You’re not starting from zero. Evaporation is natural, we all feel like we’re starting from nothing all the time. But what you’re really doing is taking on bigger and bigger risks. You’re tapping into your emotions and your truest desires day after day, and that digs up a lot of old behaviors. You set out to get lost and guess what? You get lost. You have to find your way home again. You don’t feel safe. And sometimes you feel shame about that, or you revert to old sensations of needing help or magic or connection or a fix. The need itself might tell you a story about how you are invisible, beneath someone’s notice, less than nothing.
I really do want to write a book about trying to be an artist and make art next. I know these things already exist! But I really love to learn as I go, to recognize that I’m feeling my way in the dark, to aim high and even fail and document that failure. That’s one of my weirdest talents: relishing my own failure. It has disordered roots, but that doesn’t mean it’s not precious. And I love the audacity of proclaiming myself an artist for the first time, you know? Because it’s so fucking pretentious and shameless and where is my art? That weird poetry bullshit I publish on a newsletter, that stuff?
And the answer is yes. That stuff. It’s not always perfect, but I love it. And it’s embarrassing. It has value to me in part because it embarrasses me. I move up a level in difficulty every single day I hit publish. I feel it. It’s a challenge. I’m not immune to feeling humiliated. And here’s the really crazy thing: The better you get at something, the more potential for widescale humiliation you face! And the deeper you have to dig, into the luminous, murky unknowns of your past and your psyche and your desires.
So this is what I want you to know: You and I aren’t so different. You’re not some self-pitying, ineffectual person. You’re a dramatic person, that’s all. You’re an artist who’s not afraid to look at the darkness inside you, and that comes not with just one can of worms but a whole motherfucking truck load of worms. You need to start to give your truck load of worms the weight it deserves, instead of acting like it’s all your fault.
My gear-grinding days are always fueled by some form of self-blame. Or, I’m stuck in some intellectual puzzle that I can’t put down. Maybe I’ve temporarily forgotten that the best way to solve an emotional Rubix cube is to throw it out the window, then lie flat on the ground and say to yourself: You’re fine the way you are. Stop working so hard.
That’s subsistence-level emotional management: You’re fine the way you are. Put down the puzzle. Crawl out from under the bed. Open the curtains, look out at the sky. Sit here and watch the clouds. Purchase a pack of flower seeds. Plant a flower in a tiny pot. Water it every day. Wait for it to sprout. Savor the waiting.
When I go looking for a fix, it springs from my desire for MORE. I want a lot for the first time in my life, and that’s hard to grapple with when you’re an anxious, lonely child more accustomed to contenting yourself with safety and closed borders. Daring to want more can make you feel very unnerved and unsettled. You’re raising the stakes: Do I really deserve more? Do I deserve to feel good? What an ingrate! Wanting more means that the hammer is about to fall, crushing you, crushing your spirit.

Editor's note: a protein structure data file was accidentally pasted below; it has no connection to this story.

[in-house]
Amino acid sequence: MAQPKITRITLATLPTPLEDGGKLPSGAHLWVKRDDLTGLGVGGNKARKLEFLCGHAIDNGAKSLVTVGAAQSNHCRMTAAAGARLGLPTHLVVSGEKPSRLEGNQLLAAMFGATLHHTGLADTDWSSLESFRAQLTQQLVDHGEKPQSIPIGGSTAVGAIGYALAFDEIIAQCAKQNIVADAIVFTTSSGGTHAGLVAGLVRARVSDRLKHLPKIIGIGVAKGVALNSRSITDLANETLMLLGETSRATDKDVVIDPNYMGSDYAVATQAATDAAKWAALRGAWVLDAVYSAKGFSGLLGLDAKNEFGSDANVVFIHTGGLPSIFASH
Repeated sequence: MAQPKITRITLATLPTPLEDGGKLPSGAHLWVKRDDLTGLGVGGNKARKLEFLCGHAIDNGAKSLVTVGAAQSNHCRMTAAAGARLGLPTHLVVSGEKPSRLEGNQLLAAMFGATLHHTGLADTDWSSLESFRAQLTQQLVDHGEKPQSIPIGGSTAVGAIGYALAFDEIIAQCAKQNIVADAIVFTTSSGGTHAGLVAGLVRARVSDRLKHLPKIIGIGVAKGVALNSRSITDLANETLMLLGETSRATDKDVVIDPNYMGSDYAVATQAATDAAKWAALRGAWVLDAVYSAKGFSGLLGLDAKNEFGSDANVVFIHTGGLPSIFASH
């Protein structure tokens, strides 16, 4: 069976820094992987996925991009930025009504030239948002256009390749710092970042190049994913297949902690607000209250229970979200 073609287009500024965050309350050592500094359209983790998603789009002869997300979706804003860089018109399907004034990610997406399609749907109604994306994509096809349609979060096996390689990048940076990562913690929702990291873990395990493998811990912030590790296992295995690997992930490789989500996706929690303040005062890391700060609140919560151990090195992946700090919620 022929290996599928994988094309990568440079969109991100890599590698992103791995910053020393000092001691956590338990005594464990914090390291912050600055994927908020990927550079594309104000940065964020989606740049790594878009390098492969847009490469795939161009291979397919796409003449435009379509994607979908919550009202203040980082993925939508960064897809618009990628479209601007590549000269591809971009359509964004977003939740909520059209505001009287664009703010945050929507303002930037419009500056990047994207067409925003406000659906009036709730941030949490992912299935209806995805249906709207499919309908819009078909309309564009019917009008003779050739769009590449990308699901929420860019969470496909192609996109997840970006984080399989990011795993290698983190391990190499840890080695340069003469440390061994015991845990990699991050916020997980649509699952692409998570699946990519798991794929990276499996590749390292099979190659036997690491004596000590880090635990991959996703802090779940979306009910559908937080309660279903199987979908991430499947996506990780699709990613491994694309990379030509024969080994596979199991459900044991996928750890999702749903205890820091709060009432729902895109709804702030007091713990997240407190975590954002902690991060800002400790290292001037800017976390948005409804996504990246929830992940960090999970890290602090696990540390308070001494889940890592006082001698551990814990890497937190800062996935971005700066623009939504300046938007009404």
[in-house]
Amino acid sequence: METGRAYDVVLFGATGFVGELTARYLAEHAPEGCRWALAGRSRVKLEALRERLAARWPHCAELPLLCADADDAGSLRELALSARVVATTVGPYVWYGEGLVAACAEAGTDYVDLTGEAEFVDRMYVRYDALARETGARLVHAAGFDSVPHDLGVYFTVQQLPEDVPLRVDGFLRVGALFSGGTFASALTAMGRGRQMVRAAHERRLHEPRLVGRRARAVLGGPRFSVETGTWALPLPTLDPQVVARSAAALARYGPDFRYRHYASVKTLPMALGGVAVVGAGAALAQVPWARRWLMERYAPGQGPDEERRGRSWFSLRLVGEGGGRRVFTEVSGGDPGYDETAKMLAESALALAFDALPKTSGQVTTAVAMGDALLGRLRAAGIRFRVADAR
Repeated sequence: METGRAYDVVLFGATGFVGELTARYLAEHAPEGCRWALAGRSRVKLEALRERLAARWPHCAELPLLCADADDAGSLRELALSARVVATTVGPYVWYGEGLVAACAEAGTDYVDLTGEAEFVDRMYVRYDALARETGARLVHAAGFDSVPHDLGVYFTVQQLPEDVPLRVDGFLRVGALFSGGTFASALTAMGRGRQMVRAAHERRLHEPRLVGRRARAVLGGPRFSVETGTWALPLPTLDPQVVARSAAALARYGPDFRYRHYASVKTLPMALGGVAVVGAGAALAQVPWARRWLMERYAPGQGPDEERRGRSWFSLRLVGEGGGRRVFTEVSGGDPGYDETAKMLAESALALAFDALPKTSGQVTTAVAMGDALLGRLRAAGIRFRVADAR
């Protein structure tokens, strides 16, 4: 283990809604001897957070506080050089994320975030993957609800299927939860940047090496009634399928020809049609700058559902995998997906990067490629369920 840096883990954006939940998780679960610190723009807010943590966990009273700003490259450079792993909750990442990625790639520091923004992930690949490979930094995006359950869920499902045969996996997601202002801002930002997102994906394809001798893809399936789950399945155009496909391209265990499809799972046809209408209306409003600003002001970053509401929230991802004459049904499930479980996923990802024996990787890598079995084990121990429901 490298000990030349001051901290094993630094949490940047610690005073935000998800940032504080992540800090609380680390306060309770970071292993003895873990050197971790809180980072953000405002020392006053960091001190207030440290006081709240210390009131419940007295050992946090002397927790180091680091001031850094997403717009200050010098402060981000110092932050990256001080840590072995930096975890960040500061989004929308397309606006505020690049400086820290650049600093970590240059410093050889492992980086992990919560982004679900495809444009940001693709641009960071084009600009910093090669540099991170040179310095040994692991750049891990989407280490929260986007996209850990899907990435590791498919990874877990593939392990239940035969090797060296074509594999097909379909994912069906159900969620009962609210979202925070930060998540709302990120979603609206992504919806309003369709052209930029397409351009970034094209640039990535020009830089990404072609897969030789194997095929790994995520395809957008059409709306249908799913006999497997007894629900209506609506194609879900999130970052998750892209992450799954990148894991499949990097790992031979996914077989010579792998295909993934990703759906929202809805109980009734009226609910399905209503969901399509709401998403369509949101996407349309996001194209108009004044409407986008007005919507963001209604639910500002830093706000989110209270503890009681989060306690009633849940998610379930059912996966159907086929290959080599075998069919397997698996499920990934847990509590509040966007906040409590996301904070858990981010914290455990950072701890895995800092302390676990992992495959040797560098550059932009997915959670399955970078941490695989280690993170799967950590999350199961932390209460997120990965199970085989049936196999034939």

When you believe this, you can’t get angry and say ENOUGH! You don’t have any fire to, as you put it, “jump in, full stop with the bullshit, let’s risk it all, time is short!” The fire is too risky. You have to snuff it out. And that brings on a low level of depression that makes life gray and colorless. But if you try to reignite it, that brings out ALL of your emotions, and half of them are scary. You feel anxious. You might try to solve this anxious state by looking for a fix: approval, intrigue, some small connection, some distraction.
It’s a rough ride. You’re at war with your own desires. The key is to slow down. In order to work toward the big things you want, you have to live in a patient state. You have to set aside immediate fixes and staying focused on the big picture of what you want to build.
But this incites more anxiety: Who are you, to want to build something bigger?
And also, who will you be tomorrow? You know any good feelings you have today will evaporate, right? So you can be pretty sure that you’ll wake up in either a gear-grinding or jonesing-for-a-fix state. Or maybe you’ll just be a sullen mess. How many transcendent days will you need to string together, just to sustain the focus you’ll need to build something bigger?
And once you actually begin to build something bigger? Prepare to turn on it. Prepare to hate the fuck out of it. Prepare to hate yourself for hating it and turning on it.
I said I was going to make this less complicated, and all I’ve done is dig deeper and deeper into how hard it can be to sustain your optimism and belief in yourself, when you’re a very intense, dramatic, emotional artist. But I think there’s a reason for this long walk together. Because what you need the most right now, Hungry, is an acceptance of hunger itself.
Your hunger is making you hate yourself. You associate hunger with loneliness, and grief, and shame, and rage. You need to start to savor your hunger instead. You need to reconceptualize hunger as your life force, your drive, your power, your strength, the thing inside you that just keeps pushing you forward in spite of everything.
Your hunger is a form of transcendence. That’s something that our culture will never make you feel inside your cells, because our culture is all about defining hunger as weakness and lack. Our culture punishes the hunger out of us like an angry parent. I can’t even begin to tell you how many people live inside this state where even connection, between flawed humans, looks like a form of evil. People are so fucking conflicted out there. When you start to understand your own hunger, you’re experienced by other adults as a kind of wild animal that threatens to rip other people’s lives to shreds. It is madness, truly. Everyone is afraid of hunger. We’ve been taught, for the moment we were born, that our desires make us wretched and untrusthworthy and inadequate.
But once you scrape out your shame and banish the reigning guilty stories around hunger, you’ll be able to experience your hunger as a kind of pure light.